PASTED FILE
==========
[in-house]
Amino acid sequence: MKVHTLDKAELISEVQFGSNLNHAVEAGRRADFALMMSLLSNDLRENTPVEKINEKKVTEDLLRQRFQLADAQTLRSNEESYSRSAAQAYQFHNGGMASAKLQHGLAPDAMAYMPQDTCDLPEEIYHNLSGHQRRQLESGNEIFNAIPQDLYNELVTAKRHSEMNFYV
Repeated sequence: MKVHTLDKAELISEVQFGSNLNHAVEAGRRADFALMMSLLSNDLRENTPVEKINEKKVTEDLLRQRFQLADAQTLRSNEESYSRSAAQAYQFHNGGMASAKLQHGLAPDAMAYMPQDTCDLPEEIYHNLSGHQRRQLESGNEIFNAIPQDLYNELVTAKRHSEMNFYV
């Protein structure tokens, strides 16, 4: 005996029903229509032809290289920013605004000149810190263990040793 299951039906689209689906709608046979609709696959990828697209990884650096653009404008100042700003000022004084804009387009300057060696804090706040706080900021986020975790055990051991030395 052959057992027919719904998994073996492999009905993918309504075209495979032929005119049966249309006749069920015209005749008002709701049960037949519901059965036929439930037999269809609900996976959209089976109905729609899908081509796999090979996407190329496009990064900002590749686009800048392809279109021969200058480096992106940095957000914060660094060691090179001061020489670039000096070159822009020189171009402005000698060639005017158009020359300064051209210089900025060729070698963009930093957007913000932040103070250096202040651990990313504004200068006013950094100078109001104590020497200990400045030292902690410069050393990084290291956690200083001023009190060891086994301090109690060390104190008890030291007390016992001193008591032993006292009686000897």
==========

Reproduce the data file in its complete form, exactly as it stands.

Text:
[in-house]
Amino acid sequence: MKVHTLDKAELISEVQFGSNLNHAVEAGRRADFALMMSLLSNDLRENTPVEKINEKKVTEDLLRQRFQLADAQTLRSNEESYSRSAAQAYQFHNGGMASAKLQHGLAPDAMAYMPQDTCDLPEEIYHNLSGHQRRQLESGNEIFNAIPQDLYNELVTAKRHSEMNFYV
Repeated sequence: MKVHTLDKAELISEVQFGSNLNHAVEAGRRADFALMMSLLSNDLRENTPVEKINEKKVTEDLLRQRFQLADAQTLRSNEESYSRSAAQAYQFHNGGMASAKLQHGLAPDAMAYMPQDTCDLPEEIYHNLSGHQRRQLESGNEIFNAIPQDLYNELVTAKRHSEMNFYV
């Protein structure tokens, strides 16, 4: 005996029903229509032809290289920013605004000149810190263990040793 299951039906689209689906709608046979609709696959990828697209990884650096653009404008100042700003000022004084804009387009300057060696804090706040706080900021986020975790055990051991030395 052959057992027919719904998994073996492999009905993918309504075209495979032929005119049966249309006749069920015209005749008002709701049960037949519901059965036929439930037999269809609900996976959209089976109905729609899908081509796999090979996407190329496009990064900002590749686009800048392809279109021969200058480096992106940095957000914060660094060691090179001061020489670039000096070159822009020189171009402005000698060639005017158009020359300064051209210089900025060729070698963009930093957007913000932040103070250096202040651990990313504004200068006013950094100078109001104590020497200990400045030292902690410069050393990084290291956690200083001023009190060891086994301090109690060390104190008890030291007390016992001193008591032993006292009686000897």